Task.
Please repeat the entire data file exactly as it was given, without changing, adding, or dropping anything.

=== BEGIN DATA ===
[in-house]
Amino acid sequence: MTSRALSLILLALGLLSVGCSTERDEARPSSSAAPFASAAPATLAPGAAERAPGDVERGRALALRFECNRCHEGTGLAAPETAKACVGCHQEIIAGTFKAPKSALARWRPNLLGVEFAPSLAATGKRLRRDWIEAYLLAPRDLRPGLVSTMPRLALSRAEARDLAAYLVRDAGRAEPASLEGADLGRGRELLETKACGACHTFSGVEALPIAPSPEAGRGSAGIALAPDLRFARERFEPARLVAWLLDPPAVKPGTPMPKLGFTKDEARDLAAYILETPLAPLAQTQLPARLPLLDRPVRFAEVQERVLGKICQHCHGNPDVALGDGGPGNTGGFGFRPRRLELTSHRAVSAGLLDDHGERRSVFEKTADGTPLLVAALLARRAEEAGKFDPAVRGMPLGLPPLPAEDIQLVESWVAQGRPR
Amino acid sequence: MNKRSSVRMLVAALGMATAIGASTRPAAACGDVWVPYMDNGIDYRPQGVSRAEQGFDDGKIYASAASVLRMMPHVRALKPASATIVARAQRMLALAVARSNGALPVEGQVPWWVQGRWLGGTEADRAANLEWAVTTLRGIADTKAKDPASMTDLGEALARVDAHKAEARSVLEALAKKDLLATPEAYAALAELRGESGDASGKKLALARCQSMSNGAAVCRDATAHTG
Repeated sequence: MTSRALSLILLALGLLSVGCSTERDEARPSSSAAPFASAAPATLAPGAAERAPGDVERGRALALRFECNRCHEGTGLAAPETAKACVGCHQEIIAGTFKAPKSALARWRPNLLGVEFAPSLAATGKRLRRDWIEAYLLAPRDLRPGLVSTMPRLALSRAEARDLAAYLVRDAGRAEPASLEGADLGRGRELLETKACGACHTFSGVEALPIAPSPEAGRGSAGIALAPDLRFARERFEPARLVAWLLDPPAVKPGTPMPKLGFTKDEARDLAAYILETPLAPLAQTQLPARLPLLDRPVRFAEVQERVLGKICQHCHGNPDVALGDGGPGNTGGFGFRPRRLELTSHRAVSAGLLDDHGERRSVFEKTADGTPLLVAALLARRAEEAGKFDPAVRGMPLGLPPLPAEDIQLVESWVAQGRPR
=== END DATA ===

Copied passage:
[in-house]
Amino acid sequence: MTSRALSLILLALGLLSVGCSTERDEARPSSSAAPFASAAPATLAPGAAERAPGDVERGRALALRFECNRCHEGTGLAAPETAKACVGCHQEIIAGTFKAPKSALARWRPNLLGVEFAPSLAATGKRLRRDWIEAYLLAPRDLRPGLVSTMPRLALSRAEARDLAAYLVRDAGRAEPASLEGADLGRGRELLETKACGACHTFSGVEALPIAPSPEAGRGSAGIALAPDLRFARERFEPARLVAWLLDPPAVKPGTPMPKLGFTKDEARDLAAYILETPLAPLAQTQLPARLPLLDRPVRFAEVQERVLGKICQHCHGNPDVALGDGGPGNTGGFGFRPRRLELTSHRAVSAGLLDDHGERRSVFEKTADGTPLLVAALLARRAEEAGKFDPAVRGMPLGLPPLPAEDIQLVESWVAQGRPR
Amino acid sequence: MNKRSSVRMLVAALGMATAIGASTRPAAACGDVWVPYMDNGIDYRPQGVSRAEQGFDDGKIYASAASVLRMMPHVRALKPASATIVARAQRMLALAVARSNGALPVEGQVPWWVQGRWLGGTEADRAANLEWAVTTLRGIADTKAKDPASMTDLGEALARVDAHKAEARSVLEALAKKDLLATPEAYAALAELRGESGDASGKKLALARCQSMSNGAAVCRDATAHTG
Repeated sequence: MTSRALSLILLALGLLSVGCSTERDEARPSSSAAPFASAAPATLAPGAAERAPGDVERGRALALRFECNRCHEGTGLAAPETAKACVGCHQEIIAGTFKAPKSALARWRPNLLGVEFAPSLAATGKRLRRDWIEAYLLAPRDLRPGLVSTMPRLALSRAEARDLAAYLVRDAGRAEPASLEGADLGRGRELLETKACGACHTFSGVEALPIAPSPEAGRGSAGIALAPDLRFARERFEPARLVAWLLDPPAVKPGTPMPKLGFTKDEARDLAAYILETPLAPLAQTQLPARLPLLDRPVRFAEVQERVLGKICQHCHGNPDVALGDGGPGNTGGFGFRPRRLELTSHRAVSAGLLDDHGERRSVFEKTADGTPLLVAALLARRAEEAGKFDPAVRGMPLGLPPLPAEDIQLVESWVAQGRPR